June 26, 2019 2 min read

Americans aren’t especially known for being in amazing physical shape. Although there are plenty of us who enjoy making workouts part of our daily routines, there are many more people who have embraced a much more sedentary lifestyle. And because we live in a society that revolves around convenience, it’s become all too easy to be relatively inactive.

It’s not just adults who have become less mobile. We’re seeing evidence that young people aren’t doing much moving, either. Just 10 or 20 years ago, kids would spend more of their free time playing outside with their friends. But now, nearly one-third of high school students play computer or video games for three or more hours on an average school day. The allure of social media plays a role, as well. Teens don’t have to gather in a local park to keep in touch with their classmates or neighbors; they can merely look them up on Facebook or send them a quick text to stay updated.

In theory, we understand the importance of being active. But in practice, we’re all falling short -- and that includes American teenagers. Federal guidelines recommend that children and adolescents aged six to 17 should partake in 60 minutes of physical activity on a daily basis. While participation in sports and other extracurriculars can help, it’s clear we aren’t doing enough to encourage that type of exercise. In fact, recent statistics show that only three in 10 high school students meet the minimum recommendations for daily physical activity, which puts them on par with senior citizens in terms of exercise levels!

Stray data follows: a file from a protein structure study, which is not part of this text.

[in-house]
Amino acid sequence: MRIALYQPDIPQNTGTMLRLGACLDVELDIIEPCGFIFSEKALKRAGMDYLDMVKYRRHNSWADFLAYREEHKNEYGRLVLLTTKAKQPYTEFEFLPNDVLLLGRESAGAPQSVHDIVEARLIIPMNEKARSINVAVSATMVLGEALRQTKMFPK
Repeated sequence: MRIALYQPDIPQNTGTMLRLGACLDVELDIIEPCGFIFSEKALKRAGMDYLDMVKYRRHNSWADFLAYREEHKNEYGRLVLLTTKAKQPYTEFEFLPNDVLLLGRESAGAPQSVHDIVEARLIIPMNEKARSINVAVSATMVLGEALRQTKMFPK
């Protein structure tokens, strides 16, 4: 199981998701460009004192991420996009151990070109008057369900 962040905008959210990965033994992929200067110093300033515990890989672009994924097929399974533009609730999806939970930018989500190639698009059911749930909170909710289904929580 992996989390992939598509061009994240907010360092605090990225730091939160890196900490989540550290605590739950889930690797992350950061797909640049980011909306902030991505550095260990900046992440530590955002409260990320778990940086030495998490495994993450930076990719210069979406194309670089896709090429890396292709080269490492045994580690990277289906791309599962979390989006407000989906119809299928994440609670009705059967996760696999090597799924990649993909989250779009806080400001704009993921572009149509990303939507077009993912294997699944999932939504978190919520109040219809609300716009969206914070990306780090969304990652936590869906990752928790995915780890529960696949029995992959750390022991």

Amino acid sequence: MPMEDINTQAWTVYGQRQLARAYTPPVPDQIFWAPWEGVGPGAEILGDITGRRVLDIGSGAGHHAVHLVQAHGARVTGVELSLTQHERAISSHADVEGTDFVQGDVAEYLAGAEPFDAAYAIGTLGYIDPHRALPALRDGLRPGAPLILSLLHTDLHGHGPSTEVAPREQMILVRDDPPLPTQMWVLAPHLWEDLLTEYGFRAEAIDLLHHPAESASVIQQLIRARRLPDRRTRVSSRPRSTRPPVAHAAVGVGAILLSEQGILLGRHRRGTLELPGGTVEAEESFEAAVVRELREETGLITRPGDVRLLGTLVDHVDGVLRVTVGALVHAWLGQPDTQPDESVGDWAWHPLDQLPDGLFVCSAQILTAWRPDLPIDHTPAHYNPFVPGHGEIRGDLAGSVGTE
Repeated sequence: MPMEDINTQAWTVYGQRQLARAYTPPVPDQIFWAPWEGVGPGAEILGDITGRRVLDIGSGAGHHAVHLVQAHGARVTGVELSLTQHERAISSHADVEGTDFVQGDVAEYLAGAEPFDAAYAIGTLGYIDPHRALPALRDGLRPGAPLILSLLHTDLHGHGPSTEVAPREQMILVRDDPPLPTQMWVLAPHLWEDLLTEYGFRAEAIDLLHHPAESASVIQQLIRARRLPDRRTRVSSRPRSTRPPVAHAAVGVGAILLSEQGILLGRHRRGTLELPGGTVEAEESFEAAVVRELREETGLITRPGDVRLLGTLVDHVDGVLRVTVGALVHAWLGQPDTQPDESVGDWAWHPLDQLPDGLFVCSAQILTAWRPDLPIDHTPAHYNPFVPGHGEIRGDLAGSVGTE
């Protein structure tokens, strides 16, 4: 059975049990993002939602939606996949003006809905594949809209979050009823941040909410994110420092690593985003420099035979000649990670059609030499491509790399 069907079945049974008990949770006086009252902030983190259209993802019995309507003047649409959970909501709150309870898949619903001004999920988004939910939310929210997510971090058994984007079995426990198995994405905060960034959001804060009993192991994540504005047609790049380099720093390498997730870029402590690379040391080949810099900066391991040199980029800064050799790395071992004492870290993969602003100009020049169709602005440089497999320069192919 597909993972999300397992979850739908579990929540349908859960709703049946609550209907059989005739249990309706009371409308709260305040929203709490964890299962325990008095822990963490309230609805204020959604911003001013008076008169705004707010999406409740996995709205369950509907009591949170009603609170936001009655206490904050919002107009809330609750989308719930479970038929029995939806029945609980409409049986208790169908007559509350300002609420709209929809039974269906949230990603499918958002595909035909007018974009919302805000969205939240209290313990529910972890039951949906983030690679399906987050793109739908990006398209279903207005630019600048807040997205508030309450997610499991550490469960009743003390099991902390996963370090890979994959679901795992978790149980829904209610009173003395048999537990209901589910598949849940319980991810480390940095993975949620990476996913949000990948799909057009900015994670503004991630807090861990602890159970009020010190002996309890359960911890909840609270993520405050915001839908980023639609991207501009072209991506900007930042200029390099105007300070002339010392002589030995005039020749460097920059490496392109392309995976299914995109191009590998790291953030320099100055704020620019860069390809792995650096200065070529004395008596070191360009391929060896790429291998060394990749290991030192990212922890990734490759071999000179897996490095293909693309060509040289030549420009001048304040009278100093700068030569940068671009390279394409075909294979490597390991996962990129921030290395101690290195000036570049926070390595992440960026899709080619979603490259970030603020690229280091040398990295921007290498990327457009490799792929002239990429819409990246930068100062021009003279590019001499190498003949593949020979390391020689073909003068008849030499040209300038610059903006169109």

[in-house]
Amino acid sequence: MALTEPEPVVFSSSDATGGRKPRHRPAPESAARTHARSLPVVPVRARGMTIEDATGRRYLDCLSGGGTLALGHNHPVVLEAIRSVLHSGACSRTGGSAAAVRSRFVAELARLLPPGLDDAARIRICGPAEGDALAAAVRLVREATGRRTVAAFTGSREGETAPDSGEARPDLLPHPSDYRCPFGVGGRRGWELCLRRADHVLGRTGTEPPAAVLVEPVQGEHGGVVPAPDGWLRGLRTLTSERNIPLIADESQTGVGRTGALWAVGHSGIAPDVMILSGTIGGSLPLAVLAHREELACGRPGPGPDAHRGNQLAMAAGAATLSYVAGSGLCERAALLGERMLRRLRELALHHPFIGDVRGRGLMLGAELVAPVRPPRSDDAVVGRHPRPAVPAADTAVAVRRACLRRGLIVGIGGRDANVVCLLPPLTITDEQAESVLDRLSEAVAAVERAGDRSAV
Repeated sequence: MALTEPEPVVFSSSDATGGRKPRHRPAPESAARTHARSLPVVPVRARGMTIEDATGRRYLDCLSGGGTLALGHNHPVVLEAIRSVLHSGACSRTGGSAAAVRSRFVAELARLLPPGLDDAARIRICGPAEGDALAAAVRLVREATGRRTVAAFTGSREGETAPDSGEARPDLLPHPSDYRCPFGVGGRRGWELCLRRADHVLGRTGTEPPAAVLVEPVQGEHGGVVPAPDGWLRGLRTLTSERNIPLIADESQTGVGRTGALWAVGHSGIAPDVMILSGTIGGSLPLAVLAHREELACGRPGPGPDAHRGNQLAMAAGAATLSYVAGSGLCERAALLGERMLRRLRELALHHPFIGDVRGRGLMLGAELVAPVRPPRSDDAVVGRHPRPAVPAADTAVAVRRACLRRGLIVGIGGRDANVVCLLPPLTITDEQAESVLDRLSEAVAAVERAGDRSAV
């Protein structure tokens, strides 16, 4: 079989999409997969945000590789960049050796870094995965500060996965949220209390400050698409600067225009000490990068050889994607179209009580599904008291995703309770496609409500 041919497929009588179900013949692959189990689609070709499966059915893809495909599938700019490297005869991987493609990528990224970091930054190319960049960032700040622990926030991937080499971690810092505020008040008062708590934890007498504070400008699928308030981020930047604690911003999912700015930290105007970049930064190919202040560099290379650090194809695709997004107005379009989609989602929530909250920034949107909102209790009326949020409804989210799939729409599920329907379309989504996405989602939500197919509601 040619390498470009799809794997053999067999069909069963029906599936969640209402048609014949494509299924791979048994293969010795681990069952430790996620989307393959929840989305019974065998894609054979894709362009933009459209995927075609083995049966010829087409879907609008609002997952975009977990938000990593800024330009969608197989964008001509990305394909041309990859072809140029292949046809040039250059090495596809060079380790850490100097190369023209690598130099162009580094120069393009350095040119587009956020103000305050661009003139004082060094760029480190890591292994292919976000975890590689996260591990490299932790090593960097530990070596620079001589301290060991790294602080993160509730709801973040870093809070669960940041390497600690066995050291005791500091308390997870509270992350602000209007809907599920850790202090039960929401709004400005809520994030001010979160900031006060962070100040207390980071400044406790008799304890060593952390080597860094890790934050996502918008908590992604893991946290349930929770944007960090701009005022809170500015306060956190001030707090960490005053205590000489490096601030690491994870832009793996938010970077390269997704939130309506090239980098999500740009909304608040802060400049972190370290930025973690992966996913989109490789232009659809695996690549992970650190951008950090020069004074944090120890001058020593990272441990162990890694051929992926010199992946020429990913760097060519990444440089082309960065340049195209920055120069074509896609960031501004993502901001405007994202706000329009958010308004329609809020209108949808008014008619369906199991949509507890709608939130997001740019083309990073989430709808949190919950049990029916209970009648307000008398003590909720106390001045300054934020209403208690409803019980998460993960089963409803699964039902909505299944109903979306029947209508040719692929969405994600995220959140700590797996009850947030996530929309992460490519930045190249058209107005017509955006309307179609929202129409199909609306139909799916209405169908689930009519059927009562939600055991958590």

Ultimately, that means that young people are suffering. Shockingly, over 90% of U.S. high school students fail to receive the amount of exercise that will keep them healthy -- a trend made worse by the fact that only 29% of high school students have gym class each day.

Still, that doesn’t mean all hope is lost or that teens don’t want to be in good shape. Although approximately 12.7 million (or 17%) of children and adolescents in the U.S. are considered obese, there are small changes families can make to encourage healthy habits. And since roughly 44% of female high school students and 15% of male high school students are attempting to lose weight, the desire to get fit is certainly there. Your teen may just need a little bit of encouragement to begin their fitness journey.

Want to encourage your teen to amp up their exercise? By restricting family screen time, encouraging physical activities that appeal to your teen’s interests, and making exercise more accessible at home (like by creating a home gym or going on group bike rides), you can facilitate the formation of healthy habits. With your support, your teen can take control of their health and their self-confidence while laying the foundation for a physically fit lifestyle.

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